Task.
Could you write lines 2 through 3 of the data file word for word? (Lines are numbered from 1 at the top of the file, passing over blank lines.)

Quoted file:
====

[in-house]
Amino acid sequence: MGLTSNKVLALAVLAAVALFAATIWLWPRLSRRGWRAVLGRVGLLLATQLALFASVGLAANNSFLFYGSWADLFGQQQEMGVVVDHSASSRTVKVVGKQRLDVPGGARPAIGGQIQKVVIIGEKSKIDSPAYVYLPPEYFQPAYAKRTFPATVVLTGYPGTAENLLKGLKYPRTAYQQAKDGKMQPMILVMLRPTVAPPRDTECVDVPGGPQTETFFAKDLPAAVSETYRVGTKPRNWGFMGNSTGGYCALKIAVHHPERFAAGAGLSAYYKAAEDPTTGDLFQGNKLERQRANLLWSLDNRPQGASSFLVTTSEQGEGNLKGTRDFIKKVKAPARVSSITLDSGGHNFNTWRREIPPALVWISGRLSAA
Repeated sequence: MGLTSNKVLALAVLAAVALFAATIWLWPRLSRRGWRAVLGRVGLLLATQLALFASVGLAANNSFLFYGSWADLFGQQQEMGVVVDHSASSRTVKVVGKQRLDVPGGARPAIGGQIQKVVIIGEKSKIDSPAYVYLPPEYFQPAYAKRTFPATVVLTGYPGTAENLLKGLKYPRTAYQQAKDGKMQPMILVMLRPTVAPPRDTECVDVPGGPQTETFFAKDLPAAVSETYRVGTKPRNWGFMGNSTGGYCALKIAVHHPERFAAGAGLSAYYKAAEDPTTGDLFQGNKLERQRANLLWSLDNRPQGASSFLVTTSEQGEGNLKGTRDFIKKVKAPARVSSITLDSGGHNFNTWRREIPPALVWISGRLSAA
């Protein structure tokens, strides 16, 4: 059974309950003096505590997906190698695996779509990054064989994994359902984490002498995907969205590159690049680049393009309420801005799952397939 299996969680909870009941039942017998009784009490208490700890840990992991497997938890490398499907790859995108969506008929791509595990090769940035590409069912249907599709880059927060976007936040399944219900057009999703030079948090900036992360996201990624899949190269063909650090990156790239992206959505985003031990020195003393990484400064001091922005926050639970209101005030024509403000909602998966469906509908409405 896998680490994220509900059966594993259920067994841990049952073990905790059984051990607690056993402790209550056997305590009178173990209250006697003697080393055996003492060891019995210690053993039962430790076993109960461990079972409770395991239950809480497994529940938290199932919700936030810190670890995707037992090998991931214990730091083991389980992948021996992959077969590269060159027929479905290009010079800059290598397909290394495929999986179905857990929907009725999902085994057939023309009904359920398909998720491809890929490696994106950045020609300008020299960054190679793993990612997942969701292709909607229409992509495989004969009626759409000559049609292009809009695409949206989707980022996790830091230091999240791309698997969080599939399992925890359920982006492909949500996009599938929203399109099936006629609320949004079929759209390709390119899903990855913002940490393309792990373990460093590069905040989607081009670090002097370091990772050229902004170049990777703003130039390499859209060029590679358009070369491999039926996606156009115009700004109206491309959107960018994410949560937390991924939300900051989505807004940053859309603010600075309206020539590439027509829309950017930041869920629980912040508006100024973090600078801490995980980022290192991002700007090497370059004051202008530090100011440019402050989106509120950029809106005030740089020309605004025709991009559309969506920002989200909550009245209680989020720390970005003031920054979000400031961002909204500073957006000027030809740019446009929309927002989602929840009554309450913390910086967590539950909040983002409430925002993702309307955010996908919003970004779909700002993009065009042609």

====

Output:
Amino acid sequence: MGLTSNKVLALAVLAAVALFAATIWLWPRLSRRGWRAVLGRVGLLLATQLALFASVGLAANNSFLFYGSWADLFGQQQEMGVVVDHSASSRTVKVVGKQRLDVPGGARPAIGGQIQKVVIIGEKSKIDSPAYVYLPPEYFQPAYAKRTFPATVVLTGYPGTAENLLKGLKYPRTAYQQAKDGKMQPMILVMLRPTVAPPRDTECVDVPGGPQTETFFAKDLPAAVSETYRVGTKPRNWGFMGNSTGGYCALKIAVHHPERFAAGAGLSAYYKAAEDPTTGDLFQGNKLERQRANLLWSLDNRPQGASSFLVTTSEQGEGNLKGTRDFIKKVKAPARVSSITLDSGGHNFNTWRREIPPALVWISGRLSAA
Repeated sequence: MGLTSNKVLALAVLAAVALFAATIWLWPRLSRRGWRAVLGRVGLLLATQLALFASVGLAANNSFLFYGSWADLFGQQQEMGVVVDHSASSRTVKVVGKQRLDVPGGARPAIGGQIQKVVIIGEKSKIDSPAYVYLPPEYFQPAYAKRTFPATVVLTGYPGTAENLLKGLKYPRTAYQQAKDGKMQPMILVMLRPTVAPPRDTECVDVPGGPQTETFFAKDLPAAVSETYRVGTKPRNWGFMGNSTGGYCALKIAVHHPERFAAGAGLSAYYKAAEDPTTGDLFQGNKLERQRANLLWSLDNRPQGASSFLVTTSEQGEGNLKGTRDFIKKVKAPARVSSITLDSGGHNFNTWRREIPPALVWISGRLSAA